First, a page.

How to Burn Calories by Walking With a Weighted Backpack

Walking with a weighted backpack is a way to build strength and endurance while upping your calorie burn from a normal walk. In fact, the term rucking was recently developed to describe this method of exercise. Weighted walks are easy to structure, and the workouts can benefit many individuals.

Walking with a weighted backpack is a way to build strength and endurance while upping your calorie burn from a normal walk. (Image: Hero Images/Hero Images/GettyImages)

When Not to Use Weight

Throwing on a weighted backpack is not just a simple solution to burn more calories. It can work really well when used as a tool in a bigger picture approach to fitness and training. Weighted packs are especially useful when preparing for a backpacking trip or an event that requires your legs to carry an extra load.

Before using a pack or any weights for that matter, train by walking without weight to build up core strength. Just like weightlifting, adding weight is a gradual process. Start by walking with no weights and an empty backpack. You will build endurance and strength while becoming accustomed to wearing the pack.

Gradually, you can add weight to the pack to increase the load and caloric requirement to move that load. Walking with the extra weight burns more calories than walking normally on the same route.

The point here is to start without weight and gradually increase the load as your body becomes more capable. An overweight walker can add weight to the pack as his body slims down, while a weak individual can add weight as he gains muscle mass.

Types of Packs

The type of pack used influences the weight distribution and the amount of weight you can carry. The best method of weighted backpack training is to keep the weight close to your body. A standard book backpack works well for light loads, but the distribution sags and most book bags don't suffice for carrying heavier loads.

Backpacks built specifically for backpacking and carrying heavy loads of gear are perfect for walking with weight. These models have reinforced straps to handle the weight without tearing and they utilize chest and weight straps to pull the load close to your body.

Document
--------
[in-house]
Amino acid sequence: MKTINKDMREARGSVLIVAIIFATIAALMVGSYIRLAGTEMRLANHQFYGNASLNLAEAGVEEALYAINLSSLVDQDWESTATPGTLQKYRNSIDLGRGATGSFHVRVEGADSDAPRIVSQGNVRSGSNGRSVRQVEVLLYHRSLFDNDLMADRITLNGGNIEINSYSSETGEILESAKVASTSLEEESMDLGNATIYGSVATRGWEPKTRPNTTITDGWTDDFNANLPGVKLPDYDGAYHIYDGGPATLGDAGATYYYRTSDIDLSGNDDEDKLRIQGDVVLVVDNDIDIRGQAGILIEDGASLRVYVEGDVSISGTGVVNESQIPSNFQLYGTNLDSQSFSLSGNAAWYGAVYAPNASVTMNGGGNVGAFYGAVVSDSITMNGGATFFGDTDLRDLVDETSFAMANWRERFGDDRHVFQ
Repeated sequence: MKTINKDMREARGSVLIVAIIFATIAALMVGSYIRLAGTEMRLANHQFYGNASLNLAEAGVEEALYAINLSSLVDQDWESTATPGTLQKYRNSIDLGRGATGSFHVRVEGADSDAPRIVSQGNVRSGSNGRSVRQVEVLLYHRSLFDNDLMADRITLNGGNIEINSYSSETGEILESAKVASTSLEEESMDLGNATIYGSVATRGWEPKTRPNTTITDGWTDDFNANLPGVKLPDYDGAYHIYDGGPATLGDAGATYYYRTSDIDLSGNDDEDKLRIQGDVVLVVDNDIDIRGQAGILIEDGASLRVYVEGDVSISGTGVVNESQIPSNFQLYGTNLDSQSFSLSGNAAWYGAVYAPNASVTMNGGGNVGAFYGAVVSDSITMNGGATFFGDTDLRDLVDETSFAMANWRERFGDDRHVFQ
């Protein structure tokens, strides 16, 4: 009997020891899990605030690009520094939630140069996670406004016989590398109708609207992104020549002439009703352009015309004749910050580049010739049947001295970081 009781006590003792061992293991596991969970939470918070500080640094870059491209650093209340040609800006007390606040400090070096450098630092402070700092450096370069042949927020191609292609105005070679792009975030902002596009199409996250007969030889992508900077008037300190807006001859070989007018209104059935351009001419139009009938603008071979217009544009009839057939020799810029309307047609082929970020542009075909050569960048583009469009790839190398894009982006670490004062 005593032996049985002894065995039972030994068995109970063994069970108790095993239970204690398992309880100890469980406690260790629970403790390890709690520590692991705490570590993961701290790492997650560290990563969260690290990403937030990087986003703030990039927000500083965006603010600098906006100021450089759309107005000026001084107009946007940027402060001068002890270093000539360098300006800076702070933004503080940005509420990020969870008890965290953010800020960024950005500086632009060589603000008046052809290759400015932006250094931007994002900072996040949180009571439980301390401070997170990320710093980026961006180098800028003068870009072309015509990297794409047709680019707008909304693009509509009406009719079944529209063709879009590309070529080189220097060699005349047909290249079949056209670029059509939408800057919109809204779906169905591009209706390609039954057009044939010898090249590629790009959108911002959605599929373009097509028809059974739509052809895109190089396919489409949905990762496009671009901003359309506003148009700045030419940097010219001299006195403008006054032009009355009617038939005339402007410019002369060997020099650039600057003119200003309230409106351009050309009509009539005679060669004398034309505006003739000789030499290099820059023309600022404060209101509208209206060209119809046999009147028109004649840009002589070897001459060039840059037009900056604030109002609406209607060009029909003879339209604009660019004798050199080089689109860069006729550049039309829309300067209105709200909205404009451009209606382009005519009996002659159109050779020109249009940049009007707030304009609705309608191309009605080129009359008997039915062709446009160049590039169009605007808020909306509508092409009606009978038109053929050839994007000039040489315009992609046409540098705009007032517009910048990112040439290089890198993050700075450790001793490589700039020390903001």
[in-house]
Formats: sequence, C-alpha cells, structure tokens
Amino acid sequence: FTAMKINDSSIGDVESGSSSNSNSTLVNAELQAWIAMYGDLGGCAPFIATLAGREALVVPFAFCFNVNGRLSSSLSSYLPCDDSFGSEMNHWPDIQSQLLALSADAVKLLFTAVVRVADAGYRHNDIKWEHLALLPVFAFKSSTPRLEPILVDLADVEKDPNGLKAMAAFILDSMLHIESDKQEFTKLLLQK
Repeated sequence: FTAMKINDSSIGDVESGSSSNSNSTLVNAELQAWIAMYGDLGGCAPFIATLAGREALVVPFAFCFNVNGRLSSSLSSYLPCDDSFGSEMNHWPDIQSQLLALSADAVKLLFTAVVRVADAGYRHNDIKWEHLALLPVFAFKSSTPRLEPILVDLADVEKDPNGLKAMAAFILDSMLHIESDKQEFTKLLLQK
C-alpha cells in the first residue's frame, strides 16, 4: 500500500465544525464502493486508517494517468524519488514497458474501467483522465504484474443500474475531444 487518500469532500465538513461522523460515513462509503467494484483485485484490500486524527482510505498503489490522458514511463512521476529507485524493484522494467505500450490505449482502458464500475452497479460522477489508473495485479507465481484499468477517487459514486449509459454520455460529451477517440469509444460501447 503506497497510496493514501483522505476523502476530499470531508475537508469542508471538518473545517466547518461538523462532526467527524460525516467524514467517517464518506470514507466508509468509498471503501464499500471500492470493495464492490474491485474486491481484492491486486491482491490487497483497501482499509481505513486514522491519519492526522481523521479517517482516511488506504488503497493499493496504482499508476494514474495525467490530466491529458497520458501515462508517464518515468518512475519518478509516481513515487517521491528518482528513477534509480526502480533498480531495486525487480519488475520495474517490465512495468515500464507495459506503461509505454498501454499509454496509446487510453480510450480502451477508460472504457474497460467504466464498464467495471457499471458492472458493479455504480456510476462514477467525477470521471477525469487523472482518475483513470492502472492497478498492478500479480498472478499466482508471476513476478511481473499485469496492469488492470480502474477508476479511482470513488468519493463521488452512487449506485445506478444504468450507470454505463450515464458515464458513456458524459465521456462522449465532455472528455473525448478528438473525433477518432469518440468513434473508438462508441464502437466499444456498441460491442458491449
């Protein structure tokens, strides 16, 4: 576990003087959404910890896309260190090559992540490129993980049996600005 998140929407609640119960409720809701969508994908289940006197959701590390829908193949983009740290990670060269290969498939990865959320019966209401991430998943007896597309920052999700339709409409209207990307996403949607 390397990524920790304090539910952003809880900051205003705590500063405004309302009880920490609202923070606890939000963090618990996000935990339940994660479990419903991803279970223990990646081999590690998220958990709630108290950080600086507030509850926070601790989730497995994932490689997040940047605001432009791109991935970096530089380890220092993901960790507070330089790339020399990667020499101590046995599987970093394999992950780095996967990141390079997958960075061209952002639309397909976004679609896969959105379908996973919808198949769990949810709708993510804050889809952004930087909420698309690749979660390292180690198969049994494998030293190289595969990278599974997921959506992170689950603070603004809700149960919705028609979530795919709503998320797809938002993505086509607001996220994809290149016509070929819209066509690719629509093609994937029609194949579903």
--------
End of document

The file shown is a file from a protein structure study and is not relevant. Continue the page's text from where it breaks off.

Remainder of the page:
If you plan on training for a backpacking trip, using the same pack during training and the trip is also a good idea. You will know exactly how to adjust the pack for maximum comfort on your trip.

The other type of pack that works well is the external frame style. These have the same straps and load-bearing system, but the pack is simply an open metal frame. They are frequently used to pack loads of meat by hunters or equipment for loggers and trail workers. You can attach a bag system to function much like a regular pack or keep the frame open for odd-shaped objects.

Types of Weights

After finding the right pack, you need a weight source. Adding weight in increments and knowing the load used helps you track progress.

Simple dumbbells or weight plates for a barbell are easy to use, and they show the number of pounds right on the weight. The trick here is to distribute the weight evenly while using an appropriate amount to avoid overloading the pack, as the American Council on Exercise points out.

Walking with several 10-pound weights in a pack is not a problem, but adding 40, 50 or even 100 pounds requires a system to hold the weights securely and close to your back. A backpack with compression straps can help pull the weights in tight. Using a pack with multiple pockets is also a good method.

Carrying larger weights becomes more difficult with a system of dumbbells. One easy method is to use either your backpacking gear or heavy duty sacks of gravel.